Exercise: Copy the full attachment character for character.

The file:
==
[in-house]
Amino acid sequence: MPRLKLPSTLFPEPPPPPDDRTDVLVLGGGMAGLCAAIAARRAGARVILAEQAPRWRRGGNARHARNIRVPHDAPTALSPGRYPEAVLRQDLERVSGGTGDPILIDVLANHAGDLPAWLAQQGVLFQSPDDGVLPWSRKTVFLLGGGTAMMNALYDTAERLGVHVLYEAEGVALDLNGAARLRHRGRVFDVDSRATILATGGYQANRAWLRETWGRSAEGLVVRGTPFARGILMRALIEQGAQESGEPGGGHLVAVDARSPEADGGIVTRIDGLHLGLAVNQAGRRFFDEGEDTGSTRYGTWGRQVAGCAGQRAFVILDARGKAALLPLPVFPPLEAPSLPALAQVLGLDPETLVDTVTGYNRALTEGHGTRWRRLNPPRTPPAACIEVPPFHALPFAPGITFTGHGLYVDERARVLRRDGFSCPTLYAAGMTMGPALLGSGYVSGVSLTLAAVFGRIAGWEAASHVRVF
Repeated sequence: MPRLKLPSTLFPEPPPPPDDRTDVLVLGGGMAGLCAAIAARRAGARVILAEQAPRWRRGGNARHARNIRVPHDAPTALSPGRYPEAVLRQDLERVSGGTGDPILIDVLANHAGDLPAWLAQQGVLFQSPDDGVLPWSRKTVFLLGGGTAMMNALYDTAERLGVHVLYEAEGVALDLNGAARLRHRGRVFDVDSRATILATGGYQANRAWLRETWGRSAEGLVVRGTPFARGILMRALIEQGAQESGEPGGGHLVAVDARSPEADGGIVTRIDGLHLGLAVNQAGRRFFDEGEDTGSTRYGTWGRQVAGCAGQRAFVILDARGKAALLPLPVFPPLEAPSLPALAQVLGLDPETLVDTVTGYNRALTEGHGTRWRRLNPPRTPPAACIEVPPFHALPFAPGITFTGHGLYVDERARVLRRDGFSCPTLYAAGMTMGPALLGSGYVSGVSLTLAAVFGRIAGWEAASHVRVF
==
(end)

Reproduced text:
[in-house]
Amino acid sequence: MPRLKLPSTLFPEPPPPPDDRTDVLVLGGGMAGLCAAIAARRAGARVILAEQAPRWRRGGNARHARNIRVPHDAPTALSPGRYPEAVLRQDLERVSGGTGDPILIDVLANHAGDLPAWLAQQGVLFQSPDDGVLPWSRKTVFLLGGGTAMMNALYDTAERLGVHVLYEAEGVALDLNGAARLRHRGRVFDVDSRATILATGGYQANRAWLRETWGRSAEGLVVRGTPFARGILMRALIEQGAQESGEPGGGHLVAVDARSPEADGGIVTRIDGLHLGLAVNQAGRRFFDEGEDTGSTRYGTWGRQVAGCAGQRAFVILDARGKAALLPLPVFPPLEAPSLPALAQVLGLDPETLVDTVTGYNRALTEGHGTRWRRLNPPRTPPAACIEVPPFHALPFAPGITFTGHGLYVDERARVLRRDGFSCPTLYAAGMTMGPALLGSGYVSGVSLTLAAVFGRIAGWEAASHVRVF
Repeated sequence: MPRLKLPSTLFPEPPPPPDDRTDVLVLGGGMAGLCAAIAARRAGARVILAEQAPRWRRGGNARHARNIRVPHDAPTALSPGRYPEAVLRQDLERVSGGTGDPILIDVLANHAGDLPAWLAQQGVLFQSPDDGVLPWSRKTVFLLGGGTAMMNALYDTAERLGVHVLYEAEGVALDLNGAARLRHRGRVFDVDSRATILATGGYQANRAWLRETWGRSAEGLVVRGTPFARGILMRALIEQGAQESGEPGGGHLVAVDARSPEADGGIVTRIDGLHLGLAVNQAGRRFFDEGEDTGSTRYGTWGRQVAGCAGQRAFVILDARGKAALLPLPVFPPLEAPSLPALAQVLGLDPETLVDTVTGYNRALTEGHGTRWRRLNPPRTPPAACIEVPPFHALPFAPGITFTGHGLYVDERARVLRRDGFSCPTLYAAGMTMGPALLGSGYVSGVSLTLAAVFGRIAGWEAASHVRVF